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Undergraduate Research Center

Savannah Lawwell

  • SOAR Position: Member; Alumni
  • Major: Biology
  • Faculty Mentor(s): Dr. John DuBois

Current Focus: Producing Pollen, Pollination and Assessment of Seed Yields and Cannabinoids in Feminized Industrial Hemp (Cannabis sativa)

Additional Interests: Botany, Ecology, Secondary Education, Chemistry, Hiking

Project Description

Historically, Cannabis sativa has been used for a variety of things. The flowers and leaves have been used in medicines and recreational drugs. The seeds have been used for oils and foods, and the stem fibers have been used for clothing, paper, and ropes. Despite this, there is still limited knowledge about these versatile plants–especially when it comes to cannabinoid production. The two most well known cannabinoids are cannabidiol (CBD), which is non-psychoactive and used mostly in medicines, lip balms, and topical ointments, and tetrahydrocannabidiol (THC), which is the psycho-active component used mostly in recreational drug use. In order to gain more knowledge, the purpose of my research was to determine baseline data of varying high-cannabidiol (CBD) strains of Cannabis sativa provided by Greenway Herbal Products, LLC. In order to gather this baseline data, I conducted several silver thiosulfate treatments on these different plants in order to create feminized pollen resulting in seed production. Once the buds and seeds were harvested, the seed yield and cannabinoid levels were determined in each plant. The harvested seeds were then germinated and grown up in order to determine their sex ratio and cannabinoid levels. The silver thiosulfate treatment protocol and data will be used in future research studies with Cannabis sativa.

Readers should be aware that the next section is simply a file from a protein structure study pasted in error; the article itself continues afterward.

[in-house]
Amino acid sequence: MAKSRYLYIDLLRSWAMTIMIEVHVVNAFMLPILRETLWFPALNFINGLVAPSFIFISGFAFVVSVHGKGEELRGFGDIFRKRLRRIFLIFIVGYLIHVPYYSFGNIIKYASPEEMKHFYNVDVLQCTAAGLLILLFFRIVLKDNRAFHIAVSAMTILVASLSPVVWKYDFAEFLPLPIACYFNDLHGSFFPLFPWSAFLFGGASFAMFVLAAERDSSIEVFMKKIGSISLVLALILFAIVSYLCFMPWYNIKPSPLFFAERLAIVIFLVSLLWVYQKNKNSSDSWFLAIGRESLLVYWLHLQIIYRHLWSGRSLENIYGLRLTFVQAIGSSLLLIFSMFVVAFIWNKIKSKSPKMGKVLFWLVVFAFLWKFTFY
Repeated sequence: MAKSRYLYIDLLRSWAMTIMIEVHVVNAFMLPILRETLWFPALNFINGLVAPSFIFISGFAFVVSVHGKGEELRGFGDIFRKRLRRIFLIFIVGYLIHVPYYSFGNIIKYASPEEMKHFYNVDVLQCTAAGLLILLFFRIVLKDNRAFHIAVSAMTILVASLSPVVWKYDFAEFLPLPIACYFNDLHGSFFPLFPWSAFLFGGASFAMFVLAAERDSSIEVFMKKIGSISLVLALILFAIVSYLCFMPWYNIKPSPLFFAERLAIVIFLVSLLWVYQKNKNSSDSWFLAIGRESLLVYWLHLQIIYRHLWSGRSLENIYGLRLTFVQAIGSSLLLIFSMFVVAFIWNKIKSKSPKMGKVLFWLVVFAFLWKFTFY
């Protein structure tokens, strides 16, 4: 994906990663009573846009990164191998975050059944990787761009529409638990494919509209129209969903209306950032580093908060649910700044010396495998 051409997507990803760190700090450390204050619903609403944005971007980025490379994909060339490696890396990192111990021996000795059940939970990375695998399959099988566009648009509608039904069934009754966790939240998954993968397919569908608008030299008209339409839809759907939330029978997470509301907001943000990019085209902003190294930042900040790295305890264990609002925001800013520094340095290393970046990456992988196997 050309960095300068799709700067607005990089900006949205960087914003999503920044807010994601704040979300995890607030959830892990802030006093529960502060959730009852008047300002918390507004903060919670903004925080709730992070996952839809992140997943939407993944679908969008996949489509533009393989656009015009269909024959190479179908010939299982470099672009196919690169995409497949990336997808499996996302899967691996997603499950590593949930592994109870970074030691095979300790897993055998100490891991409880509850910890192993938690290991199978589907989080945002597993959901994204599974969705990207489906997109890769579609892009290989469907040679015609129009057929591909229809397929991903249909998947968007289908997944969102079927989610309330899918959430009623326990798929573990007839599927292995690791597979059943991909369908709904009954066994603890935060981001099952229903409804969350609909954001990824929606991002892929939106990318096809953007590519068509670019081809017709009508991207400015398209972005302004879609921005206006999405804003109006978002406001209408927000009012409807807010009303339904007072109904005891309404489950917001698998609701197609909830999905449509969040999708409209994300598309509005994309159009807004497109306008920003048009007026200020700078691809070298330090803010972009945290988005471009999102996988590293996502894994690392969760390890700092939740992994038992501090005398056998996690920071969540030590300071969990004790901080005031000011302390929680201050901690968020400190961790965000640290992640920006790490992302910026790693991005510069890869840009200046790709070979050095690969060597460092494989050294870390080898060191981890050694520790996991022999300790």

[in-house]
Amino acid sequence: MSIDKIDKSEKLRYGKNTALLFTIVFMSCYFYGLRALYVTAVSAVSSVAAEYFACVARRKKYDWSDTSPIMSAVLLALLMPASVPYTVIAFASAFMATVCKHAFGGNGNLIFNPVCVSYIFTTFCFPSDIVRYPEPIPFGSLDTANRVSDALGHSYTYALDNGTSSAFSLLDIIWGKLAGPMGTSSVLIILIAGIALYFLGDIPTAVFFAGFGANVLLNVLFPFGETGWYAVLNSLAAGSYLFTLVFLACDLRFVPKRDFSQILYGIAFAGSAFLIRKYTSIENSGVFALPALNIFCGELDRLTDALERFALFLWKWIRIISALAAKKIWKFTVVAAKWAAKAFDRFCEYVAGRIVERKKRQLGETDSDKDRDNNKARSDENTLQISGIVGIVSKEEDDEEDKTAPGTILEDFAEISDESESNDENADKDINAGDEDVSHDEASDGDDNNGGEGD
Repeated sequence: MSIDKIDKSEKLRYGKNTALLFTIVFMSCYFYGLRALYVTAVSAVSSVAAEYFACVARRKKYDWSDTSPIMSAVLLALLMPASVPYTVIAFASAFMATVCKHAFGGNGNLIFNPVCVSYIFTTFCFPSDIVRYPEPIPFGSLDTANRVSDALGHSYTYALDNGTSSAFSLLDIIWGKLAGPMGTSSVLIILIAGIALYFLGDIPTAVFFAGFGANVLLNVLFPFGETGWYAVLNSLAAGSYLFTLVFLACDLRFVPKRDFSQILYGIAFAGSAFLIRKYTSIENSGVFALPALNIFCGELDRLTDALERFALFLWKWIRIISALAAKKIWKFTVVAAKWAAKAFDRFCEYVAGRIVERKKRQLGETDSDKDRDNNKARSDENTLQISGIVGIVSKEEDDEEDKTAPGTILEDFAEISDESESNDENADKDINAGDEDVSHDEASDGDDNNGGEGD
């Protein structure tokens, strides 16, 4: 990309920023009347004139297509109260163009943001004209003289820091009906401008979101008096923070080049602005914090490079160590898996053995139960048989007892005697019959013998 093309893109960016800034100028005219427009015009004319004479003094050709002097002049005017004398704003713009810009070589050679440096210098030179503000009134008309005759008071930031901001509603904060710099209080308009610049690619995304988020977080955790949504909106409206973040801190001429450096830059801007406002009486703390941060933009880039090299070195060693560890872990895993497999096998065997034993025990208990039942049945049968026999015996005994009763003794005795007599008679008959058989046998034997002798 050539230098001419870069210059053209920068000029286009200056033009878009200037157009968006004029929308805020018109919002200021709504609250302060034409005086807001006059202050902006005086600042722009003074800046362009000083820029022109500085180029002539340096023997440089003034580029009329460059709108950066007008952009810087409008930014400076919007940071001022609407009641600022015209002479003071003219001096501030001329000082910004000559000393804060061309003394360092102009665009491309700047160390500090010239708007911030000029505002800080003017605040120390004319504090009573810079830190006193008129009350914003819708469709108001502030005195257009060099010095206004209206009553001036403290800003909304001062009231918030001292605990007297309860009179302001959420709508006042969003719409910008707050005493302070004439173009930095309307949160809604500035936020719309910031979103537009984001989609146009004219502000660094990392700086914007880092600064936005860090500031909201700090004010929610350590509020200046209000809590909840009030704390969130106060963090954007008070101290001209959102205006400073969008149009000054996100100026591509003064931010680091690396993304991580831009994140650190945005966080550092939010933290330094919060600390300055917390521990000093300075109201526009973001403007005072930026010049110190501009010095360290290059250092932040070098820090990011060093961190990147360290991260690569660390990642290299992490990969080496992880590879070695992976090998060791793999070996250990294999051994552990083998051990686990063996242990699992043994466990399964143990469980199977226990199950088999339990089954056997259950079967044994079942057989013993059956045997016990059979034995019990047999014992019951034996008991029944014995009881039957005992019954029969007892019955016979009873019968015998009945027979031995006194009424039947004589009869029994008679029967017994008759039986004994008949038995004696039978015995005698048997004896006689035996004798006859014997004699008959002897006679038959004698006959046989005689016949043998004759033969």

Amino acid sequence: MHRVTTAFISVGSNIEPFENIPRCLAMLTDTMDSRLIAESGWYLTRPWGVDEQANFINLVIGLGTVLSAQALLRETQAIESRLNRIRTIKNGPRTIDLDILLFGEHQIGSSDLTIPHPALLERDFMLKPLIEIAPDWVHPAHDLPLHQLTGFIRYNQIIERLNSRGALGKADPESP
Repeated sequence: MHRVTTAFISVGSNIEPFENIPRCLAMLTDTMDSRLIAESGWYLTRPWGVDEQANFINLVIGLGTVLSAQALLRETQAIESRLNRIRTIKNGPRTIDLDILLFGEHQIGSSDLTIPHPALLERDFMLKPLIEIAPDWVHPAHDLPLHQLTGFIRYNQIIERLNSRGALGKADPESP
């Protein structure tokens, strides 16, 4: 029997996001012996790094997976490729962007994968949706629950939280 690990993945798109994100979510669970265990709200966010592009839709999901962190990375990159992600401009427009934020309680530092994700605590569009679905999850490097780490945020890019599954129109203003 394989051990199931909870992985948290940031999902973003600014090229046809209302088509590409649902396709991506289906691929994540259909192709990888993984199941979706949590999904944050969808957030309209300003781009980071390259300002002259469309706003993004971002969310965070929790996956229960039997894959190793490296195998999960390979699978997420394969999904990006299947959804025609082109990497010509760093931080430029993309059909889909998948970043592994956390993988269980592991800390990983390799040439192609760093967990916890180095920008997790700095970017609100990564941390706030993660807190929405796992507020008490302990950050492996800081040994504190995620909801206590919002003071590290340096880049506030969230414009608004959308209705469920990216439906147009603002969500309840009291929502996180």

Why does this topic interest you?

This project interested me because of the potential future applications for the agricultural and medical industries, and I wanted to challenge my own perspective by pushing myself out of my comfort zone with this project.

What are your professional aspirations?

After graduation, I will be a high school biology and chemistry teacher!

Do you have any advice for future researchers?

Do not be afraid to fail. Failure is often deemed as negative, and that is not the case. Failure is a natural part of not only research, but also of being human. I can promise you that every single researcher has failed in some capacity; I know I have multiple times. So, embrace your failures and figure out what can be learned from that moment.

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Thursday, September 5th, 4:30pm

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Contact us

Jamie Burriss, Ph.D., Director
(615) 494-7669

Casey Penston, Coordinator
(615) 809-4588

Learn more about the URC